Quite apart from the outstanding work he has produced as editor, the multi-talented Toye has also written and designed some beautiful, memorable books of his own, and it is these we met to talk about last month.  Please listen here:

Direct download: Bill_Toye.mp3
Category:Book Designer -- posted at: 8:35pm EDT

Allan Fleming was born in Toronto in 1929. At 16 he left studies at the Western Technical School to apprentice at various design firms in Toronto. He then went to England, where he soaked up lessons from some of the great British book designers. Back in Canada in 1957 he joined the typographic firm Cooper and Beatty Ltd., and was working there when the opportunity to redesign Canadian National's logo came up in 1959.  In 1962 he became art director at Maclean’s magazine. He was vice-president and director of creative services at MacLaren Advertising from 1963 to 1968, and chief designer at the University of Toronto Press until 1976,  when he joined Burns and Cooper.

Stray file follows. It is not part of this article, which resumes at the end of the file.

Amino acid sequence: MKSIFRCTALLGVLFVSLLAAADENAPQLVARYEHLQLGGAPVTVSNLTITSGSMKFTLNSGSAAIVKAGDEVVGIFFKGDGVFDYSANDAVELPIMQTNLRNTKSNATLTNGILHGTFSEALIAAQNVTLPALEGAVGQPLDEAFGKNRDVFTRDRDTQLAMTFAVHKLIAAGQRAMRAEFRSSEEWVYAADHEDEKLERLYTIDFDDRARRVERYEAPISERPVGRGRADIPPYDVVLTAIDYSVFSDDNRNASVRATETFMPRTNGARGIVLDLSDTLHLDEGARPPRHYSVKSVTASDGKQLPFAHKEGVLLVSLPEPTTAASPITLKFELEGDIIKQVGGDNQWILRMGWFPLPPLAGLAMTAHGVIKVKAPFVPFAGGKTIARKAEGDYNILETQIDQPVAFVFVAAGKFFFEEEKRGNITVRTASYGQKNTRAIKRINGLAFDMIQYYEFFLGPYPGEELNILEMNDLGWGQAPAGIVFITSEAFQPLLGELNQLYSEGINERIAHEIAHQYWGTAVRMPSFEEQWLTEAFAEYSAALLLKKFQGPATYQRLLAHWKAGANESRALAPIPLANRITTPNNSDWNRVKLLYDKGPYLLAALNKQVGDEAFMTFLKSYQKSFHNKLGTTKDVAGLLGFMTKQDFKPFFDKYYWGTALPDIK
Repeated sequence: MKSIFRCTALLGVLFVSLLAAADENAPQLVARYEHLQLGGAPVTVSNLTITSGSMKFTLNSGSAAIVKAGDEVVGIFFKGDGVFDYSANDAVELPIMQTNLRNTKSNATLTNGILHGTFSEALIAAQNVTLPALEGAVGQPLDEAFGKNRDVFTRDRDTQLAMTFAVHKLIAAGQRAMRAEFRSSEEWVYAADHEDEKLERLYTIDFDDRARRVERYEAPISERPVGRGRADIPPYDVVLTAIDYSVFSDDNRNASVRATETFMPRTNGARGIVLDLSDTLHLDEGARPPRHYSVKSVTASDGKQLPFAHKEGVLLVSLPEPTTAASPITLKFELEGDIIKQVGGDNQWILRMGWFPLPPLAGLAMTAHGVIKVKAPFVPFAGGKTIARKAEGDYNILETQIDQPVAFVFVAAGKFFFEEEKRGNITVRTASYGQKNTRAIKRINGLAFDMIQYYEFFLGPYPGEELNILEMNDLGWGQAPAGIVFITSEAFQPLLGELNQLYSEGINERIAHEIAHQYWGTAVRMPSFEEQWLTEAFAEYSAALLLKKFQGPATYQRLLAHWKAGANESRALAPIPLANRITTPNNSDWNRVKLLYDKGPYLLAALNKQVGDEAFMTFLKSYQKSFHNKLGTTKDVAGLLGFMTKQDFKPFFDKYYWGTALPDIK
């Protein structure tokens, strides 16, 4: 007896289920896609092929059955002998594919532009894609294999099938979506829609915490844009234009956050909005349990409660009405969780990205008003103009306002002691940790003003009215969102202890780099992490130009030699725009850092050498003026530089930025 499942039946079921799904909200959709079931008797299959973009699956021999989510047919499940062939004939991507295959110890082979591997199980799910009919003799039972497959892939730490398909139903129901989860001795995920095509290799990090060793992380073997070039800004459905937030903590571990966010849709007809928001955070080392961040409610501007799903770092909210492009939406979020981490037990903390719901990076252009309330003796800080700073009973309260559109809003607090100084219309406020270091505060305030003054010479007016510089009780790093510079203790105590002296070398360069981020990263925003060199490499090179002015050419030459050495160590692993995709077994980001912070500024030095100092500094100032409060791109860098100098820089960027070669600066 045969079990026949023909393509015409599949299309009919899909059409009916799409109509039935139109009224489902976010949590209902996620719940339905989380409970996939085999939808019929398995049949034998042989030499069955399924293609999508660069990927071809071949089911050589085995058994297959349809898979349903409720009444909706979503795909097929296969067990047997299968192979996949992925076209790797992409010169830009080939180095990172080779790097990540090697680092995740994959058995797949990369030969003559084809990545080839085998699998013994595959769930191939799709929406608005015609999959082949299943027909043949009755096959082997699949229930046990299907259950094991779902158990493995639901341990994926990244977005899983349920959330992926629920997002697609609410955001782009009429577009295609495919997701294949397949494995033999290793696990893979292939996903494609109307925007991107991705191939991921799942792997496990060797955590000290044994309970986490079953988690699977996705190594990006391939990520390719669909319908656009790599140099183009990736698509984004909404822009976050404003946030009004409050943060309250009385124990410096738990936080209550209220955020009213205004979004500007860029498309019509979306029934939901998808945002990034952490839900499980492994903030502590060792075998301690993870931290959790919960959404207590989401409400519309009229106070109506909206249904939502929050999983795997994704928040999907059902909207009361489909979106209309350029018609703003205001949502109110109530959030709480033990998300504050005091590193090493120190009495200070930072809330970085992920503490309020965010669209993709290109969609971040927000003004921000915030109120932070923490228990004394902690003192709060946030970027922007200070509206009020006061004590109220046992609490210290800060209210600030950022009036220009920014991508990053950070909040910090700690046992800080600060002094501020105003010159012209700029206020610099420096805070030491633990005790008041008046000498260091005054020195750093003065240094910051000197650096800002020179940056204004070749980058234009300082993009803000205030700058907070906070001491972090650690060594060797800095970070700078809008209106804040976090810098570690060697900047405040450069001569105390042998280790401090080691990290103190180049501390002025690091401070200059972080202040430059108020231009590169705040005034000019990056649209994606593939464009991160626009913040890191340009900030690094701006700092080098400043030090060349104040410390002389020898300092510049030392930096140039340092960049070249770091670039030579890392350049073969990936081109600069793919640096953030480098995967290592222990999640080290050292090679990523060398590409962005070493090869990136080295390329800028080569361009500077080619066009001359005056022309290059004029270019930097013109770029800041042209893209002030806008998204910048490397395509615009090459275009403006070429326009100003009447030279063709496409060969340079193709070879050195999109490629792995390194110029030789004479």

Suave, handsome, well-read, eloquent and confident, Fleming epitomised 'cool.' His design work won many awards in Canada, the United States and around the world. Though best remembered as the creator of CN’s corporate logo, Fleming was also a superb book designer, and this is what I talked about recently with Canadian literary journalist Robert Fulford who knew and was influenced by Fleming. Please listen here:

Direct download: Robert_Fulford_Allan_Fleming.mp3
Category:Book Designer -- posted at: 1:06pm EDT